- Neuropathy – Because of the increased blood flow that occurs with the use of compression socks, they may be able to decrease the tingly and prickly feeling associated with neuropathy.
Making Long Periods of Standing or Sitting More Comfortable
Compression socks can be useful for people who sit or stand throughout the day due to their line of work. Sitting or standing in the same position for too long sometimes lets blood pool in the lower extremities, which can cause swelling and discomfort. If you work in any of the following sectors and have noticed any pain or inflammation, compression socks might make a difference in your day-to-day responsibilities:
- Air travel workers
- Medical staff
- Supply chain workers
- Office staff
- Truck drivers
Avoiding Athletic Injuries and Increasing Performance
Imagine you’ve sustained a minor injury while training. Perhaps now you cannot perform at peak levels like you were doing previously. You’ve got to take measures to ensure you’re healing quickly so you can get back on your feet. Time is of the essence.
But what if you could take your safety into your own hands and lessen the likelihood of an injury altogether? It’s a fairly simple concept, really. If you can avoid an injury, you have a higher likelihood of performing better when it counts. Wearing compression socks may help you because they can help reduce the amount of stress placed on your muscles while you’re out there giving it your all.
Can Compression Socks and Orthotics Work Together?
You might already be familiar with orthotics—the shoe inserts your podiatrist gives to improve your foot-related issues. They’re often used for the following:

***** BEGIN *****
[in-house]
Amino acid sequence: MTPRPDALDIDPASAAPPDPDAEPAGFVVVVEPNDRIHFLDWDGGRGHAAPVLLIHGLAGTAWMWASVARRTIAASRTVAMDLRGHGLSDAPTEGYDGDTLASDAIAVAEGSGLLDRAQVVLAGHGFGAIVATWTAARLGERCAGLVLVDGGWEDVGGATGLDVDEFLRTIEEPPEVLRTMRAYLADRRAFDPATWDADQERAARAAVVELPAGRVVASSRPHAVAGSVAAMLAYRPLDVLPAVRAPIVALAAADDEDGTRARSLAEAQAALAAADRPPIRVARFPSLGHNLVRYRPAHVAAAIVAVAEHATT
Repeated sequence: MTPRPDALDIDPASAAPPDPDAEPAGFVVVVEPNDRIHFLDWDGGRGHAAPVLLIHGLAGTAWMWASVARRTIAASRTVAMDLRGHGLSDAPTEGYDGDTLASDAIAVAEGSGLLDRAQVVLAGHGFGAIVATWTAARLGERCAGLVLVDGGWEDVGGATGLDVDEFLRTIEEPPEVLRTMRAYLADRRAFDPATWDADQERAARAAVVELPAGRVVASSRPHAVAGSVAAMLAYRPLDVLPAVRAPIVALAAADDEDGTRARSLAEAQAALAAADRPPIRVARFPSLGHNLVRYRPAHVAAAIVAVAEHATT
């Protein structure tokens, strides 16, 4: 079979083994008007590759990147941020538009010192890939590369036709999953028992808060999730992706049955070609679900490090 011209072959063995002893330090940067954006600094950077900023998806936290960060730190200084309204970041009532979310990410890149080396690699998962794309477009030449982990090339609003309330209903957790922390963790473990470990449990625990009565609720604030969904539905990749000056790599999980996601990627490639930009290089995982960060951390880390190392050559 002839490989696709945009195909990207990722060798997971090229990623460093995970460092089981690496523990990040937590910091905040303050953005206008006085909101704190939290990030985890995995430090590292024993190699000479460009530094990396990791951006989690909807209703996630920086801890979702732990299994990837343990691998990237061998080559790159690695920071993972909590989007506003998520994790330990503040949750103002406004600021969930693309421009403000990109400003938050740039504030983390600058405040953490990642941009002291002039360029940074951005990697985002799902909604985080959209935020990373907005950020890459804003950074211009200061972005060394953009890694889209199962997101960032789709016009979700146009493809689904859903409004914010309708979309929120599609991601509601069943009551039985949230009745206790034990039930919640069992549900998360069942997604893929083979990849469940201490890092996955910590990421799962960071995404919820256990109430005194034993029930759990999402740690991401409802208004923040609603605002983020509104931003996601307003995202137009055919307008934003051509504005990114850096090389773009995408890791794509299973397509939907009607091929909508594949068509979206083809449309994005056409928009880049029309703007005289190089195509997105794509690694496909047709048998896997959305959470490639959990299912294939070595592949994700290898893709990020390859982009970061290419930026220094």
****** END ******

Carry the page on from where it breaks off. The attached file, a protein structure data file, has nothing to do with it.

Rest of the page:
- Arch support – If you have flat feet, orthotics can help provide the correct amount of support to have better overall stability.
- Realignment – Orthotics can aid in aligning your feet to avoid other issues like flat feet, hammertoe, and bunions.
What if the compression socks and orthotics could work together? If you’ve ever wondered what it would be like if they worked in tandem, then you’re on the right track!
You can definitely wear your inserts or orthotic footwear while you’re out and about to offer support on the go. When you get home, kick back and relax—and keep the healing momentum strong—by pulling on your compression socks. They pick up right where your shoes are left off so that your feet get better blood flow from the gentle, comforting squeezes (courtesy of your socks).
Vionic makes inserts more accessible for all by providing the comforts of orthotics built conveniently right into our shoes. From sneakers and boots to wedges and sandals, comfort and style meet in the middle to give you just the right amount of support and relief—leaving your feet to revel in the buoyant bliss they deserve.
Team Up With Vionic to Provide Your Feet With the Support They Crave